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The IRS and the Treasury Department issued a notice on the so-called “Cadillac Tax”—a 40 percent excise tax to be imposed on high-cost employer-sponsored health plans beginning in 2018 under the Affordable Care Act (ACA).
Notice 2015-16, released on Feb. 23, 2015, discusses a number of issues concerning the tax and requests comments on the possible approaches that ultimately could be incorporated in proposed regulations. Specifically, the guidance states that the agencies anticipate that pretax salary reduction contributions made by employees to health savings accounts (HSAs) will be subject to the Cadillac tax.
In 2018, the ACA provides that a nondeductible 40 percent excise tax be imposed on “applicable employer-sponsored coverage” in excess of statutory thresholds (in 2018, $10,200 for self-only, $27,500 for family). As 2018 approaches, the benefit community has long awaited guidance on this tax. While many employers have actively managed their plan offerings and costs in anticipation of the impact of the tax, those efforts have been hampered by the lack of guidance. Among other things, employers are uncertain what health coverage is subject to the tax and how the tax is calculated.
Particularly, Notice 2015-16 addresses:
The agencies are requesting comments on issues
discussed in this notice by May 15, 2015. They intend to issue another notice
that will address other areas of the excise tax and anticipates issuing
proposed regulations after considering public comments on both notices.
Of most immediate interest to plan sponsors is the specific type of coverage (i.e., “applicable coverage”) that will be subject to the excise tax, particularly where the statute is unclear.
Employee Pretax HSA
The ACA statute provides that employer contributions to an HSA are subject to the excise tax, but did not specifically address the treatment of employee pretax HSA contributions. The notice says that the agencies “anticipate that future proposed regulations will provide that (1) employer contributions to HSAs, including salary reduction contributions to HSAs, are included in applicable coverage, and (2) employee after-tax contributions to HSAs are excluded from applicable coverage.”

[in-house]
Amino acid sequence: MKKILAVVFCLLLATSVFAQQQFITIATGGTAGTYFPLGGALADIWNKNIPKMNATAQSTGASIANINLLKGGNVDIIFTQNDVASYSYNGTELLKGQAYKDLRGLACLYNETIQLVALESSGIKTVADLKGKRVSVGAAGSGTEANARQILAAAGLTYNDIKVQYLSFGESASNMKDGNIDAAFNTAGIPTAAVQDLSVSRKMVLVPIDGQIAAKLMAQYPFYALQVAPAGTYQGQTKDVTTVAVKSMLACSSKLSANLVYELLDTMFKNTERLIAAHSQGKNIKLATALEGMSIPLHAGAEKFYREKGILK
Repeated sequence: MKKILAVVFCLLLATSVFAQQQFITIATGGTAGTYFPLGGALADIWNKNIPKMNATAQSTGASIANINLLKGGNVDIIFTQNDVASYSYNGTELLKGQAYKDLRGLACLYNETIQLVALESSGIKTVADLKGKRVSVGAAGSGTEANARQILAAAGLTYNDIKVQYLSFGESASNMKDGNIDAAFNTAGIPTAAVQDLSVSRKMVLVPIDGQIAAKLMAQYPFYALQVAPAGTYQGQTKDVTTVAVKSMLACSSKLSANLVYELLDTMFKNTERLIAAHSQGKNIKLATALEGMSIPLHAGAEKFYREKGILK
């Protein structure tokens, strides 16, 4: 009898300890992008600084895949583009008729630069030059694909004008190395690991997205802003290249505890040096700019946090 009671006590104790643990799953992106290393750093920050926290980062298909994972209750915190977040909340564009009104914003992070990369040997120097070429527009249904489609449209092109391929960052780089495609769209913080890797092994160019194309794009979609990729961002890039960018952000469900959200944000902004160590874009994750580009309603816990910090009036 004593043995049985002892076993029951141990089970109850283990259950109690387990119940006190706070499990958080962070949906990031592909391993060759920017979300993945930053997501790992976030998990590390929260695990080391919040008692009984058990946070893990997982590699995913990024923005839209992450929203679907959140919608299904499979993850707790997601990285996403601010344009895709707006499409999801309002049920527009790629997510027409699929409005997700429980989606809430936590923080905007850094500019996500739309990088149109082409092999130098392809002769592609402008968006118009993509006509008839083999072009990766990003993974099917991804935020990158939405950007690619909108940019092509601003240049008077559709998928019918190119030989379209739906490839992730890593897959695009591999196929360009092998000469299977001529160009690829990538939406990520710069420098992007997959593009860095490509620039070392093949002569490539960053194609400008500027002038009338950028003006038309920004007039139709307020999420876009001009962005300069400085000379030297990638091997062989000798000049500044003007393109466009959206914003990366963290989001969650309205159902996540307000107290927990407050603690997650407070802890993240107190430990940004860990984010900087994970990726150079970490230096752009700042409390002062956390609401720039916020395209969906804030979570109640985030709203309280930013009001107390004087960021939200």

Note: This anticipated treatment of employee pretax contributions to HSAs will have a significant impact on HSA programs. If implemented as the agencies anticipate, it could mean many employer plans that provide for HSA contributions will be subject to the excise tax as early as 2018, unless the employer limits the amount an employee can contribute on a pretax basis.
and Vision Plans
The ACA statutory language specifically excludes fully insured dental and vision plans from the excise tax. The treatment of self-insured dental and vision plans was not clear. The notice states that the agencies will consider exercising their “regulatory authority” to exclude self-insured plans that qualify as excepted benefits from the excise tax.
The agencies are also considering whether to exclude excepted-benefit employee assistance programs (EAPs) from the excise tax.
Onsite Medical Clinics
The notice discusses the exclusion of certain onsite medical clinics that offer only de minimis care to employees, citing a provision in the COBRA regulations, and anticipates excluding such clinics from applicable coverage. Under the COBRA regulations an onsite clinic is not considered a group health plan if:
The agencies are also asking for comment on
the treatment of clinics that provide certain services in addition to first
With the release of this initial guidance, plan sponsors can gain some insight into the direction the government is likely to take in proposed regulations and can better address potential plan design strategie